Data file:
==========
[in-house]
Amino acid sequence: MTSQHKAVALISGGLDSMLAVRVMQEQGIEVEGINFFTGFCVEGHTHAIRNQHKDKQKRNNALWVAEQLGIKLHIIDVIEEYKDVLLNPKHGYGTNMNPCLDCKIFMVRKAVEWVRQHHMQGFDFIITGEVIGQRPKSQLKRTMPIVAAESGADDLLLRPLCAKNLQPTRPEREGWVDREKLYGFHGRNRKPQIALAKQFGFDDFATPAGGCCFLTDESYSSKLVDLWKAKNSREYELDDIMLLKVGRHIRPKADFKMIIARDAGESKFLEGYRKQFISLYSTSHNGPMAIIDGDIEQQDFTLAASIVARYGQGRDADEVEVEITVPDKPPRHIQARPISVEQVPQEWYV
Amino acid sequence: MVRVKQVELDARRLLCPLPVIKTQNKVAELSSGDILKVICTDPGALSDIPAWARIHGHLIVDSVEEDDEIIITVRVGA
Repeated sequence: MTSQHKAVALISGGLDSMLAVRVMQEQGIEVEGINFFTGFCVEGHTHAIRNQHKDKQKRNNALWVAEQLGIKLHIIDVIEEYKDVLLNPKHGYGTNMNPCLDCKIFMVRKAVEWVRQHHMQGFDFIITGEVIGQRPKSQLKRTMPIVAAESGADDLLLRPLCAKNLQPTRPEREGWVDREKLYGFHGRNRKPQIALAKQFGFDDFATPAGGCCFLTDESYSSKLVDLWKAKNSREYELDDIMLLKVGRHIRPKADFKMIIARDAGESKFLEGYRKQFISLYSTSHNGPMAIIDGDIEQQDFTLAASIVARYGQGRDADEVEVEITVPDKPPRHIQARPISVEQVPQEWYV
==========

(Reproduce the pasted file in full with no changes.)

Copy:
[in-house]
Amino acid sequence: MTSQHKAVALISGGLDSMLAVRVMQEQGIEVEGINFFTGFCVEGHTHAIRNQHKDKQKRNNALWVAEQLGIKLHIIDVIEEYKDVLLNPKHGYGTNMNPCLDCKIFMVRKAVEWVRQHHMQGFDFIITGEVIGQRPKSQLKRTMPIVAAESGADDLLLRPLCAKNLQPTRPEREGWVDREKLYGFHGRNRKPQIALAKQFGFDDFATPAGGCCFLTDESYSSKLVDLWKAKNSREYELDDIMLLKVGRHIRPKADFKMIIARDAGESKFLEGYRKQFISLYSTSHNGPMAIIDGDIEQQDFTLAASIVARYGQGRDADEVEVEITVPDKPPRHIQARPISVEQVPQEWYV
Amino acid sequence: MVRVKQVELDARRLLCPLPVIKTQNKVAELSSGDILKVICTDPGALSDIPAWARIHGHLIVDSVEEDDEIIITVRVGA
Repeated sequence: MTSQHKAVALISGGLDSMLAVRVMQEQGIEVEGINFFTGFCVEGHTHAIRNQHKDKQKRNNALWVAEQLGIKLHIIDVIEEYKDVLLNPKHGYGTNMNPCLDCKIFMVRKAVEWVRQHHMQGFDFIITGEVIGQRPKSQLKRTMPIVAAESGADDLLLRPLCAKNLQPTRPEREGWVDREKLYGFHGRNRKPQIALAKQFGFDDFATPAGGCCFLTDESYSSKLVDLWKAKNSREYELDDIMLLKVGRHIRPKADFKMIIARDAGESKFLEGYRKQFISLYSTSHNGPMAIIDGDIEQQDFTLAASIVARYGQGRDADEVEVEITVPDKPPRHIQARPISVEQVPQEWYV